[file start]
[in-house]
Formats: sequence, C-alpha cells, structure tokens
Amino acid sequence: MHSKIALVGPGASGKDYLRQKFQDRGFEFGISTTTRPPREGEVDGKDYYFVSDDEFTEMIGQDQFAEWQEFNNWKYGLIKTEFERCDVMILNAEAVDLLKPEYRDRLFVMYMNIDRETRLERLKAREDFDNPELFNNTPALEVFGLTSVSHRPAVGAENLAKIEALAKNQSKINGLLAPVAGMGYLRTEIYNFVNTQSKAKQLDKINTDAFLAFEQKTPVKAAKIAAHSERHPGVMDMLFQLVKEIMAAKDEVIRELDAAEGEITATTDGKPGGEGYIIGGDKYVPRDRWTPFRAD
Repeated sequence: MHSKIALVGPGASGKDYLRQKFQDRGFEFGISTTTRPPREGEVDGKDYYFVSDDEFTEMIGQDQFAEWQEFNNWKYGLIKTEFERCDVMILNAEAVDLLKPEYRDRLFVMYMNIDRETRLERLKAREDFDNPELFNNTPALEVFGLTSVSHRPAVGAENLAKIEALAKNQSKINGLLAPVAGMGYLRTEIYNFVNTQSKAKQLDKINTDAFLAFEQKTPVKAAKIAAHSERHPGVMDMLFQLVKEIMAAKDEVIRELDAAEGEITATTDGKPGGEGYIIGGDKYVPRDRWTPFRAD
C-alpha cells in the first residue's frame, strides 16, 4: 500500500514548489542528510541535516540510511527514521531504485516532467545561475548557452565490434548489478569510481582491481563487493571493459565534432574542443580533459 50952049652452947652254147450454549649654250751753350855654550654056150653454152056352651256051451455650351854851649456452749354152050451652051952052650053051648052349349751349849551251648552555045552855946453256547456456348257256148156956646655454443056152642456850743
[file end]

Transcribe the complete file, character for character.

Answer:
[in-house]
Formats: sequence, C-alpha cells, structure tokens
Amino acid sequence: MHSKIALVGPGASGKDYLRQKFQDRGFEFGISTTTRPPREGEVDGKDYYFVSDDEFTEMIGQDQFAEWQEFNNWKYGLIKTEFERCDVMILNAEAVDLLKPEYRDRLFVMYMNIDRETRLERLKAREDFDNPELFNNTPALEVFGLTSVSHRPAVGAENLAKIEALAKNQSKINGLLAPVAGMGYLRTEIYNFVNTQSKAKQLDKINTDAFLAFEQKTPVKAAKIAAHSERHPGVMDMLFQLVKEIMAAKDEVIRELDAAEGEITATTDGKPGGEGYIIGGDKYVPRDRWTPFRAD
Repeated sequence: MHSKIALVGPGASGKDYLRQKFQDRGFEFGISTTTRPPREGEVDGKDYYFVSDDEFTEMIGQDQFAEWQEFNNWKYGLIKTEFERCDVMILNAEAVDLLKPEYRDRLFVMYMNIDRETRLERLKAREDFDNPELFNNTPALEVFGLTSVSHRPAVGAENLAKIEALAKNQSKINGLLAPVAGMGYLRTEIYNFVNTQSKAKQLDKINTDAFLAFEQKTPVKAAKIAAHSERHPGVMDMLFQLVKEIMAAKDEVIRELDAAEGEITATTDGKPGGEGYIIGGDKYVPRDRWTPFRAD
C-alpha cells in the first residue's frame, strides 16, 4: 500500500514548489542528510541535516540510511527514521531504485516532467545561475548557452565490434548489478569510481582491481563487493571493459565534432574542443580533459 50952049652452947652254147450454549649654250751753350855654550654056150653454152056352651256051451455650351854851649456452749354152050451652051952052650053051648052349349751349849551251648552555045552855946453256547456456348257256148156956646655454443056152642456850743